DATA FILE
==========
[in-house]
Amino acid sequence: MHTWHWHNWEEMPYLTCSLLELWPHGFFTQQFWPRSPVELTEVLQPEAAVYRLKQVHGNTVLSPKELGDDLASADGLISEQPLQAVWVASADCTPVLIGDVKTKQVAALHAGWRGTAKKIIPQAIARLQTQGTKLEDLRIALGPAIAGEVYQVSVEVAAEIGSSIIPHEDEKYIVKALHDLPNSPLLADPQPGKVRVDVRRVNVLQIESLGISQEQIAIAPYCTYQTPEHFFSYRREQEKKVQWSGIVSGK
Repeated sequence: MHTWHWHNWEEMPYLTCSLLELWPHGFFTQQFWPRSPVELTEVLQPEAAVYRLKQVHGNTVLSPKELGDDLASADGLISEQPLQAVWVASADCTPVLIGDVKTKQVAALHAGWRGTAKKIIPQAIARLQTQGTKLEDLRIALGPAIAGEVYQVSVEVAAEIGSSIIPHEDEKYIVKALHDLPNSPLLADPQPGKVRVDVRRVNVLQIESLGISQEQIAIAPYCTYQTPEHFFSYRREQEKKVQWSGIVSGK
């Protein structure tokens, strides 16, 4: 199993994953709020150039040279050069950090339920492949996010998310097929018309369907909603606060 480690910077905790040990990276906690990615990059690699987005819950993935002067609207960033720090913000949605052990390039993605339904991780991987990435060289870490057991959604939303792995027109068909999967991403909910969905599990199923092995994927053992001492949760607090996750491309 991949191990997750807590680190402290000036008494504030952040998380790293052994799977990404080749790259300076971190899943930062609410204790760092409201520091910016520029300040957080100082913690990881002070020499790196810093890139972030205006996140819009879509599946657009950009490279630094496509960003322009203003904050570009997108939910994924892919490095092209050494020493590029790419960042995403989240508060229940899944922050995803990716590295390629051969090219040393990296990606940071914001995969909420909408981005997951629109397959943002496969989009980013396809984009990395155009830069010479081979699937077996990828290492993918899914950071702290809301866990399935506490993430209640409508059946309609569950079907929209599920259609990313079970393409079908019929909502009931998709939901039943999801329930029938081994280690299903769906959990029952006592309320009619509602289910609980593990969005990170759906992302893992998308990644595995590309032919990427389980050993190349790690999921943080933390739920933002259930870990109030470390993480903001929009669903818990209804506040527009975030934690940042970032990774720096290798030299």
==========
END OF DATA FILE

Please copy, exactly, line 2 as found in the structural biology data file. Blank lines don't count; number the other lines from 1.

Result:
Amino acid sequence: MHTWHWHNWEEMPYLTCSLLELWPHGFFTQQFWPRSPVELTEVLQPEAAVYRLKQVHGNTVLSPKELGDDLASADGLISEQPLQAVWVASADCTPVLIGDVKTKQVAALHAGWRGTAKKIIPQAIARLQTQGTKLEDLRIALGPAIAGEVYQVSVEVAAEIGSSIIPHEDEKYIVKALHDLPNSPLLADPQPGKVRVDVRRVNVLQIESLGISQEQIAIAPYCTYQTPEHFFSYRREQEKKVQWSGIVSGK